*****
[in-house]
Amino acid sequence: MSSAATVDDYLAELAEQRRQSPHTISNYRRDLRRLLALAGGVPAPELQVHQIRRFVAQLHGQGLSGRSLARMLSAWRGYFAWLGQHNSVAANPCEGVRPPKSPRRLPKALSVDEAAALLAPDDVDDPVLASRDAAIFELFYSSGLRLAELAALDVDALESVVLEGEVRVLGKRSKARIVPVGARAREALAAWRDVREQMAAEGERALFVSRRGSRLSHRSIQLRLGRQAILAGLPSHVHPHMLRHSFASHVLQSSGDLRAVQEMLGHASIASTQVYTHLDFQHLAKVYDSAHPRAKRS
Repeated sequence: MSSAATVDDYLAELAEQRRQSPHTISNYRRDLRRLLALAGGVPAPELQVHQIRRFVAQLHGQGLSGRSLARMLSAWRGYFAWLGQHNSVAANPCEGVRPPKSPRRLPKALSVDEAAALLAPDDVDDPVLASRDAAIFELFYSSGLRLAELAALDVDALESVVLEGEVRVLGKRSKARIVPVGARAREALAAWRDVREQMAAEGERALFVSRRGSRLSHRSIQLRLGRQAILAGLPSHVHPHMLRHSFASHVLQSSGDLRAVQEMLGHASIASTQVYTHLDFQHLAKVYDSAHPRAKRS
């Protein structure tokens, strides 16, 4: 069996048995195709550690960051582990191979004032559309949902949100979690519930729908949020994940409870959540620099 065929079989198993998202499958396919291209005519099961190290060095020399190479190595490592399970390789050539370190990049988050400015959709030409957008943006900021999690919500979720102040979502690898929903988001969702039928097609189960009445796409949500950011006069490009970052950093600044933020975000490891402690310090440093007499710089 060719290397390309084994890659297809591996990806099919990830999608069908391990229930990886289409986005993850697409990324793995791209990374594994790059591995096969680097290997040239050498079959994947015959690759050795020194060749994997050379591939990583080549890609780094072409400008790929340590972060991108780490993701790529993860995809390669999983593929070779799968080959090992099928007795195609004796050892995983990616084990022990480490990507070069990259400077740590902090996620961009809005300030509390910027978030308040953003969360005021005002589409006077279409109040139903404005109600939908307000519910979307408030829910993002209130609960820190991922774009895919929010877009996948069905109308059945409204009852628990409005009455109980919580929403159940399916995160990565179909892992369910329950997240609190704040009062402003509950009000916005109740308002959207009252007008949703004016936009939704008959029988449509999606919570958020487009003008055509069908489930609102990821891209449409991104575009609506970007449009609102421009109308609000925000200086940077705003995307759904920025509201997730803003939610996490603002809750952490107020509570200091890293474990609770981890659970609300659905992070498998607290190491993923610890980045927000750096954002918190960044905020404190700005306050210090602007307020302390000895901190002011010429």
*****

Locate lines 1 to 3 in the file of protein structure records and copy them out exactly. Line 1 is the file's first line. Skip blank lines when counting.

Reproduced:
[in-house]
Amino acid sequence: MSSAATVDDYLAELAEQRRQSPHTISNYRRDLRRLLALAGGVPAPELQVHQIRRFVAQLHGQGLSGRSLARMLSAWRGYFAWLGQHNSVAANPCEGVRPPKSPRRLPKALSVDEAAALLAPDDVDDPVLASRDAAIFELFYSSGLRLAELAALDVDALESVVLEGEVRVLGKRSKARIVPVGARAREALAAWRDVREQMAAEGERALFVSRRGSRLSHRSIQLRLGRQAILAGLPSHVHPHMLRHSFASHVLQSSGDLRAVQEMLGHASIASTQVYTHLDFQHLAKVYDSAHPRAKRS
Repeated sequence: MSSAATVDDYLAELAEQRRQSPHTISNYRRDLRRLLALAGGVPAPELQVHQIRRFVAQLHGQGLSGRSLARMLSAWRGYFAWLGQHNSVAANPCEGVRPPKSPRRLPKALSVDEAAALLAPDDVDDPVLASRDAAIFELFYSSGLRLAELAALDVDALESVVLEGEVRVLGKRSKARIVPVGARAREALAAWRDVREQMAAEGERALFVSRRGSRLSHRSIQLRLGRQAILAGLPSHVHPHMLRHSFASHVLQSSGDLRAVQEMLGHASIASTQVYTHLDFQHLAKVYDSAHPRAKRS